EV Charging Market Growing More Complex

By · August 04, 2010

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New players, more shapes and sizes, and ever-changing business models—the market for EV charging supply equipment (EVSE) is remarkably complex for an industry that is still in its infancy.

At last week's Plug-in 2010 conference in San Jose, ten companies displayed EV charging equipment of various shapes and sizes. The announcements made during the four-day event included new partnerships, new products aimed at consumers, and the arrival of new players.

Each EVSE manufacturer has a slightly different spin on their revenue mix, including what percentage of money will come from consumer subscriptions, single transaction sales, marketing services, or services aimed at charging equipment operators and utilities. Some companies' business models have changed several times during their brief histories, a familiar theme in the post-Internet era of fluid product strategy.

The Major Players

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Coulomb Technologies, an early EVSE player, is now de-emphasizing hardware manufacturing and has opened up its ChargePoint Network to competitors Siemens, Leviton, and Aker Wade. The company is focusing on deriving revenue from managing charging equipment through its network.

Eaton Corporation, an $11.9 billion company that manufactures stationary and transportation power equipment, recently entered the EVSE market and is focusing on providing equipment and software tools that enable fleets and other companies to customize EV charging based on their individual applications or communications equipment needs. Eaton has teamed with grid infrastructure services company GridPoint, so that data from its EVSEs can be aggregated.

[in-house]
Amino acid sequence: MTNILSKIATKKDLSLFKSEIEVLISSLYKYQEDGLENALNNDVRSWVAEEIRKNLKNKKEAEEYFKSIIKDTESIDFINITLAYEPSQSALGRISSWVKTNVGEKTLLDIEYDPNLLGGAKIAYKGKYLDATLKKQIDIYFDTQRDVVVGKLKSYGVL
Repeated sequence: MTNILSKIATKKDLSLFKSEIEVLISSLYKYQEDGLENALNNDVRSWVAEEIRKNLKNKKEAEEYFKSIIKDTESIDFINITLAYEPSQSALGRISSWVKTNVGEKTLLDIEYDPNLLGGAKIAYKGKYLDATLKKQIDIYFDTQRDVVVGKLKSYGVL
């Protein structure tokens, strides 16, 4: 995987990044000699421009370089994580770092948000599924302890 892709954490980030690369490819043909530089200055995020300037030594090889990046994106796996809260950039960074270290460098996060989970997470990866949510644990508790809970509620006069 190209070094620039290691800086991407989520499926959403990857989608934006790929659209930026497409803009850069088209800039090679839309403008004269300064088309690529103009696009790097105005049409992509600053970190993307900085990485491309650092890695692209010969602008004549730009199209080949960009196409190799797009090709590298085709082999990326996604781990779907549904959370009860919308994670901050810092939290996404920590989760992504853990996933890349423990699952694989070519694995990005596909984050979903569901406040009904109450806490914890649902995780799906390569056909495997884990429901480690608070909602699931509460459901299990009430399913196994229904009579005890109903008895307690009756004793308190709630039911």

Ecotality, which is managing $115 million in DOE funds to set up charging networks in 16 cities, finally unveiled its residential and commercial charging equipment. By looking at the design of the "Blink" charging stations, you can see that the company is going after the consumer market aggressively, as contrasted with some competitors that are going with a more industrial look. President Don Karner made it clear that the company believes it can derive revenue from consumer services beyond EV charging when he boldly told me that the "Blink will be to EV charging what the iPhone is to mobile phones"—a platform for delivering applications and services.

The Outliers and Up-and-Comers

Better Place, a Palo Alto company that has been contracted to provide EV charging and battery swap services in Israel and Denmark, doesn't manufacturer hardware and is the only company in this market that is not backing fast DC charging of EVs. Better Place is expanding beyond consumer services and developing services for predicting and managing energy loads for utilities.

Also presenting EVSE at Plug-In 2010 were Leviton, BTCPower, Aerovironment (which has partnered with Nissan to provide charging equipment for the upcoming LEAF), Liberty PlugIns, and startup Plugless Power, which as its name implies is developing inductive charging equipment.

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Growth and Change Lie Ahead

There are a few dozen other companies developing EVSE, and while Pike Research expects the market to grow to a $372 million in the U.S. in 2015, not all of these companies will be around as independent entities at that time. Revenue from consumer and utility services will slowly ramp up relative to the cost of the equipment being installed. New successful business models will emerge, but the next few years will be "sausage making time" when the market gets very messy before something useful comes out the other end.

New to EVs? Start here

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